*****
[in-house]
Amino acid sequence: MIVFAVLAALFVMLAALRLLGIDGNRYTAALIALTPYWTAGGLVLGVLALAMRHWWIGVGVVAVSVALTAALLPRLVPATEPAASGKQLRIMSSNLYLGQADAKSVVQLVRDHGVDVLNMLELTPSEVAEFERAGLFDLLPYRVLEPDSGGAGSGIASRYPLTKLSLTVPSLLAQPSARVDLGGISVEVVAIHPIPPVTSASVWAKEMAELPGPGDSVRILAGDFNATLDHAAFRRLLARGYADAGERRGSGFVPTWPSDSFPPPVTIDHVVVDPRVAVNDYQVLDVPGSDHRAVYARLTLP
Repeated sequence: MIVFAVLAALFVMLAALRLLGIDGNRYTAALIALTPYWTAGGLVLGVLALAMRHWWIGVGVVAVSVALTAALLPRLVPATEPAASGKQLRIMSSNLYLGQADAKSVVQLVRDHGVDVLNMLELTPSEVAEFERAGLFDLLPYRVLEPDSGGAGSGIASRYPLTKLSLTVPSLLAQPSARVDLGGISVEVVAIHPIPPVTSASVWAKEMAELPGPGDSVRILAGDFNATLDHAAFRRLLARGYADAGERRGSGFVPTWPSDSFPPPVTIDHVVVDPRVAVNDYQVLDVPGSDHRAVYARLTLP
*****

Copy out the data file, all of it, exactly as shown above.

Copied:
[in-house]
Amino acid sequence: MIVFAVLAALFVMLAALRLLGIDGNRYTAALIALTPYWTAGGLVLGVLALAMRHWWIGVGVVAVSVALTAALLPRLVPATEPAASGKQLRIMSSNLYLGQADAKSVVQLVRDHGVDVLNMLELTPSEVAEFERAGLFDLLPYRVLEPDSGGAGSGIASRYPLTKLSLTVPSLLAQPSARVDLGGISVEVVAIHPIPPVTSASVWAKEMAELPGPGDSVRILAGDFNATLDHAAFRRLLARGYADAGERRGSGFVPTWPSDSFPPPVTIDHVVVDPRVAVNDYQVLDVPGSDHRAVYARLTLP
Repeated sequence: MIVFAVLAALFVMLAALRLLGIDGNRYTAALIALTPYWTAGGLVLGVLALAMRHWWIGVGVVAVSVALTAALLPRLVPATEPAASGKQLRIMSSNLYLGQADAKSVVQLVRDHGVDVLNMLELTPSEVAEFERAGLFDLLPYRVLEPDSGGAGSGIASRYPLTKLSLTVPSLLAQPSARVDLGGISVEVVAIHPIPPVTSASVWAKEMAELPGPGDSVRILAGDFNATLDHAAFRRLLARGYADAGERRGSGFVPTWPSDSFPPPVTIDHVVVDPRVAVNDYQVLDVPGSDHRAVYARLTLP